S. Elizabeth Birnbaum was the director of the Minerals Management Service, the agency responsible for offshore oil and gas leasing, at the time of the Deepwater Horizon accident. She serves as senior counsel at Arabella Advisors.
April 20 marked the ninth anniversary of the Deepwater Horizon blowout, an offshore drilling disaster that killed 11 men and triggered a pollution nightmare as uncontrolled oil poured into the Gulf of Mexico for almost three months. Last week, shortly after that anniversary, the Trump administration announced a rollback of regulations that had been written to prevent such an incident from happening again.
This should horrify you. Just three years after adopting the regulations in response to public outcry and the recommendations of a presidential commission, the Bureau of Safety and Environmental Enforcement has concluded that its rules caused “unnecessary burdens” on the industry.
The 2010 gulf oil spill was the largest single pollution event in the history of the United States. The disaster was caused by a complex combination of decisions by Transocean, owner and operator of the Deepwater Horizon oil rig; BP, which owned the oil well; and Halliburton, which provided cement for the walls of the well. Together, these operators compromised the design of the oil well and ignored pressure changes as they installed a temporary seal on the well, thus causing a deadly blowout that led to a massive fire on the rig and an enormous oil spill once the rig sank to the sea floor days later.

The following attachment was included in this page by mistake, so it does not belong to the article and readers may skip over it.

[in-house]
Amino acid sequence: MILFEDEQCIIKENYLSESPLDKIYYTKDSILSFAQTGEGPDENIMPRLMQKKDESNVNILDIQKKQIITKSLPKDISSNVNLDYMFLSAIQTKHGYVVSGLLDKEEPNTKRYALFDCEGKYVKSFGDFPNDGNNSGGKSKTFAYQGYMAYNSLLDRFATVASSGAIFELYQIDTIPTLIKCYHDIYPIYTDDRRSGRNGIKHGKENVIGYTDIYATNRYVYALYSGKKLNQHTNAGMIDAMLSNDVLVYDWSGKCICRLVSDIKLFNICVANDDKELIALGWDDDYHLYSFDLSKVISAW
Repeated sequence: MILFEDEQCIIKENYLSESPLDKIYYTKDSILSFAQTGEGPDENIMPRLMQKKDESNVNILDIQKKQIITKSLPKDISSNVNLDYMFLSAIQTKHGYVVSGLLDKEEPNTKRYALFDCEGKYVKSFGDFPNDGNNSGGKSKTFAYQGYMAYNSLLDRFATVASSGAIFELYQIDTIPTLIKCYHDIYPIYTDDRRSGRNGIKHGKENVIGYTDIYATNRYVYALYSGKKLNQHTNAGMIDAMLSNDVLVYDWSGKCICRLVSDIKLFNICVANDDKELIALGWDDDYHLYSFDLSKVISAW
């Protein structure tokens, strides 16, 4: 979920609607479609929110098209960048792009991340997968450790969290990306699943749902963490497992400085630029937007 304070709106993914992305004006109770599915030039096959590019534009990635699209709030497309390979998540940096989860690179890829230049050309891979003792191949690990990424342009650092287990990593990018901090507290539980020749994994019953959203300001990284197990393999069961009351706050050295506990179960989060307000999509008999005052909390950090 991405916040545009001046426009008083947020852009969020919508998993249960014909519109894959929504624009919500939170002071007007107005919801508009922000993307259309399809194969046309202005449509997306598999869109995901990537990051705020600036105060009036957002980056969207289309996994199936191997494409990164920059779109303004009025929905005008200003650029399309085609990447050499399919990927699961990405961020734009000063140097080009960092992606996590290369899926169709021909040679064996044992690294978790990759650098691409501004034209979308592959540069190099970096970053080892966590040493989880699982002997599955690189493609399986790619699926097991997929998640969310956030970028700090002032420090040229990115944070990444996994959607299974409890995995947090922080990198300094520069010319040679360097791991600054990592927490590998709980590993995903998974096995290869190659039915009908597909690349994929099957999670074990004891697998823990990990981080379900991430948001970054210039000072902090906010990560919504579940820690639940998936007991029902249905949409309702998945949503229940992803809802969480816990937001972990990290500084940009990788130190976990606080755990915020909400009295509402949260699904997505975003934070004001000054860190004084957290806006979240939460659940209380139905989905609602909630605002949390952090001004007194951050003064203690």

The nation was transfixed for weeks as remotely operated equipment provided a webcam view of oil flowing into the Gulf of Mexico. The public learned that the oil and gas industry might have the technology to drill for oil a mile below the surface of the ocean, but it did not have the capacity to shut off the flow of oil once drilling equipment was damaged. After numerous failed attempts, a temporary cap developed jointly by industry and government experts shut off the flow on July 15.
The subsequent investigation by a presidential commission concluded that the blowout “was the product of several individual missteps and oversights by BP, Halliburton and Transocean, which government regulators lacked the authority, the necessary resources, and the technical expertise to prevent.” Clearly, stronger regulations and a greater investment in government oversight were needed.
The Obama administration delayed the adoption of new regulations governing “blowout preventers” and other well-control practices and equipment for six years. During that period, the agencies in charge offered opportunities for industry input and public comment. New rules were finally published in April 2016.
Last week’s revision of those rules offers many reasons for concern. Mandatory requirements have been replaced with standards written by the American Petroleum Institute, the major trade association for the oil and gas industry. Blowout preventers may be tested less frequently. And the third-party reviewers of drilling safety need no longer be certified by the government.
Each of the rollbacks places greater reliance on industry and reduces the role of neutral overseers. We’ve already seen what happens when the oil and gas industry regulates itself with insufficient government oversight. The new rules do nothing but create another accident waiting to happen.